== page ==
Today was our last day in the Saint James-Albany Hotel, so we decided to do a few more activities close to the center of town before we moved a little further out. Here I am on our walk through the gardens in front of the Louvre before we cross the Seine.
We went to the Musee d'Orsay and got to see lots of great Van Gogh and Manet paintings, but there were no pictures allowed inside, so I had to satisfy myself with a few outside the museum.
The museum is in the midst of a lot of renovations, so many of its Renoir and Monet paintings were not viewable. I was pretty bummed about this, but we both still loved this fun and easily manageable (compared to say, the Louvre) museum. It will always be one of my favorites.
After the museum we found ourselves pretty famished and in need of some sustenance. Given that it is halfway through our trip, we figured it was high time we ate at one of the cutsey cafes found on every corner. Since this one is right next to the d'Orsay, I had the "Renoir." (Also available were the Degas, Monet, and Van Gogh.) I forgot to snap a picture of the French onion soup before I devoured it, but needless to say - it was delicious.
Before leaving our hotel, we had one last stop to make (i.e. one more place for me to drag John): the Les Halles cooking shopping district.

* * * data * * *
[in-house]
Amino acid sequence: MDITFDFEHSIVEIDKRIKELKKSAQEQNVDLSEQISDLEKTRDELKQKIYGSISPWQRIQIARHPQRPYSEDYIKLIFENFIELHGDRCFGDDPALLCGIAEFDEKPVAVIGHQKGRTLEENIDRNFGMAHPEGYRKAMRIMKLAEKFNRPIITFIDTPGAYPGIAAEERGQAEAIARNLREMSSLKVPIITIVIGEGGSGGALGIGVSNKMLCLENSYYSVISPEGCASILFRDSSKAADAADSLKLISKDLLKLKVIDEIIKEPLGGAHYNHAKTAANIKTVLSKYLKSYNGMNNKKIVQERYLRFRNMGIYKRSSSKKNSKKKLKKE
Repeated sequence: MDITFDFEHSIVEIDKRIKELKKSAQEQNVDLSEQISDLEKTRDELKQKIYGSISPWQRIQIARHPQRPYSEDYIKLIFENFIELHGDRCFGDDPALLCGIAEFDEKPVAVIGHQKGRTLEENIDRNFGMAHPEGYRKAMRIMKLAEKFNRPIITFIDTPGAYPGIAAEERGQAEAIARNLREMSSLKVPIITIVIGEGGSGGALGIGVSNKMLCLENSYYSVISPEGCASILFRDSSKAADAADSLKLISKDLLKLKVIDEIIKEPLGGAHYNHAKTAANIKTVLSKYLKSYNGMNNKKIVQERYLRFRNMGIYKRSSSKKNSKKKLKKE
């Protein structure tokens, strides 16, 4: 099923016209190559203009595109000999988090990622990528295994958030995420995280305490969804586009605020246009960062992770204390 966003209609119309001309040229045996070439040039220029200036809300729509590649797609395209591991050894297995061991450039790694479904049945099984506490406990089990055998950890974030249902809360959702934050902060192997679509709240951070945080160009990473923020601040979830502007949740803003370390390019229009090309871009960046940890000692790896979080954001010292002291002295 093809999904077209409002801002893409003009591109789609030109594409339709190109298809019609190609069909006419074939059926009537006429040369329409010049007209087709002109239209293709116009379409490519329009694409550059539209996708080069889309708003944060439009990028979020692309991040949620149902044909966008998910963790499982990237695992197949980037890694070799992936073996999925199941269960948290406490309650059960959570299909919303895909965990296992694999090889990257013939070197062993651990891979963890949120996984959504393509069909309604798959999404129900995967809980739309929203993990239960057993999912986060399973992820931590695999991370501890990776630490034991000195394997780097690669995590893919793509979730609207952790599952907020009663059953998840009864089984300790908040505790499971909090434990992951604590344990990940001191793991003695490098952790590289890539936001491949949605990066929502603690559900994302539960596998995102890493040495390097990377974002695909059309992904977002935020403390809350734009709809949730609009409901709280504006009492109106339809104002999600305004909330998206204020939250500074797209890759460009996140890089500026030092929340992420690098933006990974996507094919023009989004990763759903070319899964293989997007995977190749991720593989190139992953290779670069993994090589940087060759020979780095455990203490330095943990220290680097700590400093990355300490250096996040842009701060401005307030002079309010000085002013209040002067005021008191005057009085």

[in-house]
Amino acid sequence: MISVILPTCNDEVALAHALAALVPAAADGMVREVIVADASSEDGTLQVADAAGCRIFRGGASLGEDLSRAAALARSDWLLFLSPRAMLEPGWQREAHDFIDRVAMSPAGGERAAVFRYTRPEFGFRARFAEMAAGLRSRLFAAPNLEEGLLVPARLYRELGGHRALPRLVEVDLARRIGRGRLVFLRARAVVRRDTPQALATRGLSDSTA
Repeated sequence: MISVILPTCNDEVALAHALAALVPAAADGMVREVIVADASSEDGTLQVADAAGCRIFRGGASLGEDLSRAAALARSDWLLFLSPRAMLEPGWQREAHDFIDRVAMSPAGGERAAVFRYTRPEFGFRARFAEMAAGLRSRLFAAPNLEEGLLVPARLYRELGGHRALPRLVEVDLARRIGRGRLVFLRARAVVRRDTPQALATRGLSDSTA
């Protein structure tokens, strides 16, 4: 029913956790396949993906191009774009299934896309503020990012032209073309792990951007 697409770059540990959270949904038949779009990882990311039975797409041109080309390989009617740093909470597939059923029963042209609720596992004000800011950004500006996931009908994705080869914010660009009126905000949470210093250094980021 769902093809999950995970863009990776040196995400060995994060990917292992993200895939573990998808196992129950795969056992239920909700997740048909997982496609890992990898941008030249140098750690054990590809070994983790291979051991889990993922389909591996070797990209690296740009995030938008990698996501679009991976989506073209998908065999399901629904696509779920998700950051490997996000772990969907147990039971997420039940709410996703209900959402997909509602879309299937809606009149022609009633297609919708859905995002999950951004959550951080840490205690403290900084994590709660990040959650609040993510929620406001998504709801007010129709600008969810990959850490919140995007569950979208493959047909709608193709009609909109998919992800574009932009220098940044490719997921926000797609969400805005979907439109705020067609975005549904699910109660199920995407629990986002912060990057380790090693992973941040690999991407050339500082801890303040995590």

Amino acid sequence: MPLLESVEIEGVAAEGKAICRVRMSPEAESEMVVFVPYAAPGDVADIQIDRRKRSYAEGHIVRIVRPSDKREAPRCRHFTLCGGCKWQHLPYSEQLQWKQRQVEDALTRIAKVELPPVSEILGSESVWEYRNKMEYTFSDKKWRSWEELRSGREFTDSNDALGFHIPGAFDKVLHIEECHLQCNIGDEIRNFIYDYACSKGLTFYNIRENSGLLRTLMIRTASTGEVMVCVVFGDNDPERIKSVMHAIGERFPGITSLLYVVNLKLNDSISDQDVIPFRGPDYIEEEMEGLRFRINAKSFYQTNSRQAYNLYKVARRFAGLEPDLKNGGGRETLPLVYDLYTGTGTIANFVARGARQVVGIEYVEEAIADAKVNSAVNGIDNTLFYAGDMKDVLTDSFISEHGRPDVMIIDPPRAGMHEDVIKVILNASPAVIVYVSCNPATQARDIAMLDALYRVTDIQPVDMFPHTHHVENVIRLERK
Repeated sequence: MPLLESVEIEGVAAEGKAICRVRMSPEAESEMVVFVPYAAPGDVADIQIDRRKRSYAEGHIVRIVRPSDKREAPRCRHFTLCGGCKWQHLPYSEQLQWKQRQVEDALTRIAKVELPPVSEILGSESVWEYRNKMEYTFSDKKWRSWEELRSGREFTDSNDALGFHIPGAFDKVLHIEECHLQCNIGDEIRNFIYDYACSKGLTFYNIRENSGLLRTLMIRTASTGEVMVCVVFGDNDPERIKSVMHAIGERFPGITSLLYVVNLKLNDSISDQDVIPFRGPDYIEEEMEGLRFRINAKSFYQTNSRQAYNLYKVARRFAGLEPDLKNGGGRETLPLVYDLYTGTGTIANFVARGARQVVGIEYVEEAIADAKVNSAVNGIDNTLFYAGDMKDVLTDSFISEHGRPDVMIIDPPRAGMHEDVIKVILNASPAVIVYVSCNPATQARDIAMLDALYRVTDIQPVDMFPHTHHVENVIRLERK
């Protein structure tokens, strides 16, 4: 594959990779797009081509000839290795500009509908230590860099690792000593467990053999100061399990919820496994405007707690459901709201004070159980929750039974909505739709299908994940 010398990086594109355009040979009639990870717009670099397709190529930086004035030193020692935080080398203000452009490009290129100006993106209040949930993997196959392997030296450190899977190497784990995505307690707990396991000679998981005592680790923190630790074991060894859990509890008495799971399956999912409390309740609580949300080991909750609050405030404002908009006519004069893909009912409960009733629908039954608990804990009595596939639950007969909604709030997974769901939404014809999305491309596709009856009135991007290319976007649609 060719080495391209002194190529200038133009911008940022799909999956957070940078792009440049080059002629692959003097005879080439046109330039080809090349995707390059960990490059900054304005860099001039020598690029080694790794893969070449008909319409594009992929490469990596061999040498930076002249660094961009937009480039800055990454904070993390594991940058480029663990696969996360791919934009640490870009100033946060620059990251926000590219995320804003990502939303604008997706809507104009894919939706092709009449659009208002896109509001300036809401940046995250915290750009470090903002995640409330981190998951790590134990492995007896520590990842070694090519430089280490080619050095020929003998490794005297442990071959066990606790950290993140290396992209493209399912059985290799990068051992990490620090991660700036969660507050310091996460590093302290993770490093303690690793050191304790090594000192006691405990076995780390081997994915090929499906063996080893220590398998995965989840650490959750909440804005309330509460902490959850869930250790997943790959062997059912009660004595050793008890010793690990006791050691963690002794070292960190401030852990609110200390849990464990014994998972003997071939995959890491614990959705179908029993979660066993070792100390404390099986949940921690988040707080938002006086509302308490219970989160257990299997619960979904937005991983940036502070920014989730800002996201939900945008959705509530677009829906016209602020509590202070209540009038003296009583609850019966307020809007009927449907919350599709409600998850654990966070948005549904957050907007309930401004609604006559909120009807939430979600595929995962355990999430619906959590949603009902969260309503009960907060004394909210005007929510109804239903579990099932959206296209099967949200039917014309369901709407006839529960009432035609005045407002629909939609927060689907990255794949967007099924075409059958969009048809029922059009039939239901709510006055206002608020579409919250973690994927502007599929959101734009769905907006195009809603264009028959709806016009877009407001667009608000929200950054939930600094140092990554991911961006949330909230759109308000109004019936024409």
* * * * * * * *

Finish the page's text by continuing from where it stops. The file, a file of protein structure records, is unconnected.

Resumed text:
First stop was the completely non-touristy G. Detou, which is a small two-part store selling lots of chocolate, cocoa powder, cake decorations, dried fruits, salt, etc. Since this place actually serves locals, the prices were good and I picked up a few things. It was fun to mingle with the avid Parisian cooks.
Down the street we went to Mora, a store mostly serving a pastry chef clientel. I was amazed by all the frosting tips, cake pans, and silicon molds the store had. I picked up a dozen molds I plan on using to bake doughnuts.
Lastly we visited the famous E. Dehillerin store - frequented by Julia Child.
Because it is now so famous, I was expecting Williams-Sonoma. What we got, was more a warehouse of cooking supplies. You could get lost in all the corners that seem to lead to nowhere. The shelves are covered with pans of every shape and size wrapped in plastic and waiting for a chef to come pick them up. In retrospect, I'm glad the store was this way, since I have plenty of fancy cooking stores back in the U.S. This store is old fashioned in every aspect- down to the fact that the salesmen were fighting over who got my commission and then waiting for our bill to be rung up on a calculator.
The Les Halles adventures took longer than we planned, so we decided to check into our new hotel and just have a dinner in the room. We made sure to stop by the best bakery we had found near the last hotel and stock up on a baguette, quiche Lorraine, and a chocolate-covered cookie. At the local grocer we found more Gaufrettes (here called "Gaufres" - because they are not small?) and sea salt butter. We called down to the front desk for forks and knives and then dug into our feast. The quiche was the best I've ever had and the bread was the best of the trip. We both couldn't get enough of the extra salty and creamy butter. I wouldn't have traded this meal for anything.